Microaggressions are hidden messages that are sent: (i) verbally (“You speak good English” to Latino or Asian coworker, suggesting that Latino and Asian Americans, because of their ethnicity, are foreigners and not ‘real Americans,’ regardless of their birth place); (ii) nonverbally (clutching one’s purse more tightly when a black man passes on the sidewalk, conveying the belief that Black people are prone to crime and are “up to no good”) and; (iii) environmentally (using American Indian mascots during football games, suggesting that American Indians are savages or otherwise outsiders and demeaning their culture and traditions).

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Lucie Rivière and Edgar M. Rivera, Esq.

This blog is the first section of a three-part article discussing microaggressions and their effect in the workplace. This first section covers the development of the term “microaggression” and the different types of microaggressions that exist. The second section covers practical examples of microaggressions and their impact on those subjected to them. The third section covers the application of microaggression to employment discrimination law.

As more brazen forms of workplace discrimination slowly become less common, employees may experience more discrimination through microaggressions. Chester Pierce, M.D. of Harvard University, who developed the concept of microaggressions in the 1970s, describes microaggressions as “brief and commonplace daily verbal, behavioral, or environmental indignities, whether intentional or unintentional, that communicate hostile, derogatory, or negative racial slights and insults toward people of color.”

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Yarelyn Mena

Employment discrimination can occur at the application stage; an individual does not need to be a current or former employee to bring a discrimination claim. It is important for everyone in the labor force to know that prospective employees are also protected by antidiscrimination laws.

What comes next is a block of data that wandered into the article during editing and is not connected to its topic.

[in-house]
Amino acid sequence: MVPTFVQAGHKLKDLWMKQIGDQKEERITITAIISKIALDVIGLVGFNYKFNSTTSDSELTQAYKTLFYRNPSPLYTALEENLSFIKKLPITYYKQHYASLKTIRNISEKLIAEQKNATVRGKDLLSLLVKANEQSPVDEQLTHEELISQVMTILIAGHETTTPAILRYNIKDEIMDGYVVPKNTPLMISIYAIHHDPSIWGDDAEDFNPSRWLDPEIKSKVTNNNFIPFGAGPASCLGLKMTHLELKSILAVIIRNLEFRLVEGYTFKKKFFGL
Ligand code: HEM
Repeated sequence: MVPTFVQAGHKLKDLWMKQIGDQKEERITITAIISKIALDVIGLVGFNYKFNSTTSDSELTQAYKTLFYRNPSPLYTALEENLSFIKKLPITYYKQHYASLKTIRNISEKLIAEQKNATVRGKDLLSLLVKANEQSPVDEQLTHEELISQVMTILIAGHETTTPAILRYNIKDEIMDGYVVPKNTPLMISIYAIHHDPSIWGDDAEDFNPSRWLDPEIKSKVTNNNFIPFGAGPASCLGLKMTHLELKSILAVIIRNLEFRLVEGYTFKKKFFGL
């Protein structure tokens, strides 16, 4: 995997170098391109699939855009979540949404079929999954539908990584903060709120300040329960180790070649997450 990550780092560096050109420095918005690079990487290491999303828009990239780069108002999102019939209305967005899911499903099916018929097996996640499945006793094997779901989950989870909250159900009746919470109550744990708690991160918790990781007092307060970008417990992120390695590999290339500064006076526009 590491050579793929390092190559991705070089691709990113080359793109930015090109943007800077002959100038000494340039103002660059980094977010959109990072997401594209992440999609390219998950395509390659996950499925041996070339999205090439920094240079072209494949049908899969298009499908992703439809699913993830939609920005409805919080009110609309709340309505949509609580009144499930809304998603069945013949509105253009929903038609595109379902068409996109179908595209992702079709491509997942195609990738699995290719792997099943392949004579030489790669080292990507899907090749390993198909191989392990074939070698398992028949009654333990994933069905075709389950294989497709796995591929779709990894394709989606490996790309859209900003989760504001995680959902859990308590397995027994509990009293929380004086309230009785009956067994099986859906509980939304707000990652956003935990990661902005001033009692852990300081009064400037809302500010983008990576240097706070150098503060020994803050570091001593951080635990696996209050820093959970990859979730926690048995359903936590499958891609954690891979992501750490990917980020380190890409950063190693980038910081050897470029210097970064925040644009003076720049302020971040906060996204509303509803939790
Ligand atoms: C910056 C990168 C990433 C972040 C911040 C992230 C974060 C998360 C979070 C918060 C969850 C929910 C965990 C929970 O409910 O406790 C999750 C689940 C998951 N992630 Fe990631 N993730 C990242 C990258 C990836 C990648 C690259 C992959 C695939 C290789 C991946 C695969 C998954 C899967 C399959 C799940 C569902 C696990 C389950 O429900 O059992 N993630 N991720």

Prospective employees generally do not attend a job interview on the alert for an interviewer’s discriminatory questions but, according to a survey conducted by the job search website CareerBuilder, twenty percent of hiring managers ask “off-limits” questions during interviews. The following is a list of ten categories that candidates should be weary of if interviewers breach these topics. It is important to note that although many of these questions are not explicitly illegal to ask, they give rise to an inference of discrimination.

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Yarelyn Mena and Edgar M. Rivera, Esq.

On October 15, 2013, after twenty-five years of employment Dr. Farrokh Seifaee was one of fifteen employees terminated from AREVA, Inc. (AREVA) as a part of a reduction in force (“RIF”). The group of fifteen all had one thing in common: every member was over the age of fifty-five years old. On May 12, 2014, Seifaee filed a complaint alleging age discrimination in violation of the Massachusetts Anti-Discrimination Law and the Age Discrimination in Employment Act (ADEA).

In 2011, AREVA lost funding on major projects, resulting in several layoffs in an initial RIF. For the next several years, Seifaee’s team and various others had little work to do as projects began to diminish. In September 2013, AREVA’s management began preparing for another RIF. Department heads, including Seifaee’s supervisor Bret Boman, created criterion to determine which employees would be laid off. The criterion considered business needs, current and past evaluations of each employee, and the employee’s critical or unique skills. Each employee was rated on a scale from one to ten, along with written documentation supporting the evaluation.